Seems like some people are slightly angered and could use some friendly tips on how to cordially disagree with a peaceful, underprivileged person.
We all know the ol’ saying from preschool, “If you don’t have anything nice to say, then don’t say anything at all!” But it takes a fifth-grade education to interpret that meaning further, “If you disagree with someone politically or philosophically, then don’t insult or kill them.”
If you are a racist or White supremacist, here are some tips on what to do instead of killing or insulting someone at a peaceful protest:
You heard that right! By law, you have the right to obtain a permit and rally a peaceful protest of your own.
Just a few recommendations:
Uh oh! Are the terms getting a little too technical for you? Here’s some clarification:
A “blog” is kind of like what you’re reading right now; an article. In order to create a blog you’ll have to start a website and—actually, hmmm. There’s no way you’re smart enough to do this, so let’s move on.
Although a peaceful protester may be busy protesting, they may give you a few minutes of their time to discuss what it is that’s bothering them.
So instead of yelling, “I’M WHITE AND I’M BETTER THAN YOU,” try to ask something like, “Fellow American Citizen, what are you protesting and why?”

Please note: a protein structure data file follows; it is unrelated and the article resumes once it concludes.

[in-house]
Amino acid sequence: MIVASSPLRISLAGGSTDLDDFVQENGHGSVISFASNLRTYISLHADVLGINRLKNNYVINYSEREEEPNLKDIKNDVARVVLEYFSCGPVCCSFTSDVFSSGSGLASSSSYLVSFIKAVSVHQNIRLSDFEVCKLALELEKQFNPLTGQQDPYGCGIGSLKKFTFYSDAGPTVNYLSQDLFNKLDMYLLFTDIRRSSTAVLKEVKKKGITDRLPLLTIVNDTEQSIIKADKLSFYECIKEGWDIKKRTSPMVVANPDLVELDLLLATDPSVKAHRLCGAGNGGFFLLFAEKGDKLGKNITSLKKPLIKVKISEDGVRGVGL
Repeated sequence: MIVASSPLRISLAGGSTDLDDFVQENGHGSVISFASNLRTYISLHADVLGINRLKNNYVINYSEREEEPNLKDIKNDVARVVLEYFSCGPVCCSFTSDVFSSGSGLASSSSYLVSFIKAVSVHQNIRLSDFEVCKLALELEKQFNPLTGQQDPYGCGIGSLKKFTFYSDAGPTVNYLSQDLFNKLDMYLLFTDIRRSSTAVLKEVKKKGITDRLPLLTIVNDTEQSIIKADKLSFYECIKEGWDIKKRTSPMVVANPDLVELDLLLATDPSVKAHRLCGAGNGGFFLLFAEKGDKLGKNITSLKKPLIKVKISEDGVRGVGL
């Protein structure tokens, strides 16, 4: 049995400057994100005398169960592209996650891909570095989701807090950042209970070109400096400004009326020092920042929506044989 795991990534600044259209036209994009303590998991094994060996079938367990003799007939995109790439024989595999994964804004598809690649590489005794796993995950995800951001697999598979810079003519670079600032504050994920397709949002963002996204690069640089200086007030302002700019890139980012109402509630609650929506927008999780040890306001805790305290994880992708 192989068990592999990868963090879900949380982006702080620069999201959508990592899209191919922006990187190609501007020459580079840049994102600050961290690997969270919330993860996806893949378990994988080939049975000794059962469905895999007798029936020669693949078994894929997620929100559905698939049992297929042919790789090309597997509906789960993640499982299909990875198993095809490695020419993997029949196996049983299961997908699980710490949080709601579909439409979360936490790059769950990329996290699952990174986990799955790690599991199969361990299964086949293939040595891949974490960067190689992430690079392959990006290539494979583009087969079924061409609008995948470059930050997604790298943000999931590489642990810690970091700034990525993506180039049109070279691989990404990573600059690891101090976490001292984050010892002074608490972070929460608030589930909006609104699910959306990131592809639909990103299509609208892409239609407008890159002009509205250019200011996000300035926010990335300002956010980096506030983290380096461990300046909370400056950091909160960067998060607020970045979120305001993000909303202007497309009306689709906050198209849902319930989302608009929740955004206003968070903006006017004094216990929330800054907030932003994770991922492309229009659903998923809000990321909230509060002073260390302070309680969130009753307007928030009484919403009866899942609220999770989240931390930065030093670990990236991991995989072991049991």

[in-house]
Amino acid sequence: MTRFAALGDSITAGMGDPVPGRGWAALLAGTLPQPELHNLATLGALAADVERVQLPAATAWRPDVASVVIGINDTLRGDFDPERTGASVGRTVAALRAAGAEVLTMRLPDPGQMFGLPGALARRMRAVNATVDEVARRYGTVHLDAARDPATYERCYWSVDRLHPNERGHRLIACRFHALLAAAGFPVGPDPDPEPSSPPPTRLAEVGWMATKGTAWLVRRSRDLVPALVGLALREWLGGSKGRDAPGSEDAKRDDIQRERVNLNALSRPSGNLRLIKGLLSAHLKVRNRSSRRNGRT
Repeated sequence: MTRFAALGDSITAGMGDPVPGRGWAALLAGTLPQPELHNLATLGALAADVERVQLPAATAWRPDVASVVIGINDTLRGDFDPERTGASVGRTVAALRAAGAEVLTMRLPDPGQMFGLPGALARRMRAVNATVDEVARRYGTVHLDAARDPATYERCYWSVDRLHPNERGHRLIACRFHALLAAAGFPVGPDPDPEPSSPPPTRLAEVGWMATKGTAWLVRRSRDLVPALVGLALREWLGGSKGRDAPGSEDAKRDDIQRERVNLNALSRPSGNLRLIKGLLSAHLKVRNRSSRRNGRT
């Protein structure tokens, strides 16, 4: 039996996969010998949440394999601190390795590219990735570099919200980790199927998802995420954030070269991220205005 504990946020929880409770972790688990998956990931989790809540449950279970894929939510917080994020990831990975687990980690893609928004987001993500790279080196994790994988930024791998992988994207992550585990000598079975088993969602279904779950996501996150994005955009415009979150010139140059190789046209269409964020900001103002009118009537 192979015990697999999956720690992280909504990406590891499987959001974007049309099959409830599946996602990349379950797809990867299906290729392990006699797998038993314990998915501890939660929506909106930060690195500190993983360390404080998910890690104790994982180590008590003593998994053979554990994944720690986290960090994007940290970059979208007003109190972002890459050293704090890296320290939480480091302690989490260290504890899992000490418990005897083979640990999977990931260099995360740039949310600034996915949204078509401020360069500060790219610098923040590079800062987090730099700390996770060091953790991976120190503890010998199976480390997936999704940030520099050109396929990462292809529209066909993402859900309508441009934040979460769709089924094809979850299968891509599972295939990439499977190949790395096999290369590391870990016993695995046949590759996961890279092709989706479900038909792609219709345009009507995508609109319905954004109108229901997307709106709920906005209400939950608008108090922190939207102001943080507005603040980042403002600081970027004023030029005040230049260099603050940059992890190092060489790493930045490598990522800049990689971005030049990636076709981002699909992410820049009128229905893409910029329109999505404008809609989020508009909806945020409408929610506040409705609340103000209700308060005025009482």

Why does this talking method work? Well, according to research, talking is friendlier than fighting.
I’m a privileged, White Jew whose grandparents suffered the holocaust. My forefathers have seen the darkest of times first hand; racism, war, genocide. So while I’m basking in the sun, living the American dream with my wife, a home, a dog, big yard, and great life, I remember what my ancestors went through so that I could enjoy these fruits of life. And that’s exactly the problem with some people in this country: perspective.
Some have never had ancestors who have suffered like Jews in the 1940s, or like Black people in the United States in the 60s* (*As in the 1760s, 1860s, 1960s, but hopefully not the 2060s).
When I see an NFL player kneeling in defiance of police brutality I respect it. But let’s not view people who disagree with the intention of that kneel as racists. Some of them may very well be racist. But I argue that most of them simply have a lack of perspective.
Kneeling during the National Anthem doesn’t mean Black people hate White people. It doesn’t mean they hate the United States. It means they want their situation to get better. They want equality. They want police brutality to stop; that’s the crux of the protest. Why would you stand for a flag or a National Anthem when you feel oppressed by the people hoisting it? Kneeling before the flag continues the conversation of racism and police brutality. So where do we take it from here?
To me, the core of racism spawns from fear, lack of education, lack of perspective, and lack of diversity. We fear what we don’t know. If we don’t know, then we have to educate ourselves to gain a perspective. Lastly, if we aren’t going to diversify our schools and communities because of monetary reasons, then we must begin diversifying our workforces and police forces. But how about we start with a really easy first step: accountability when those in authority abuse their power.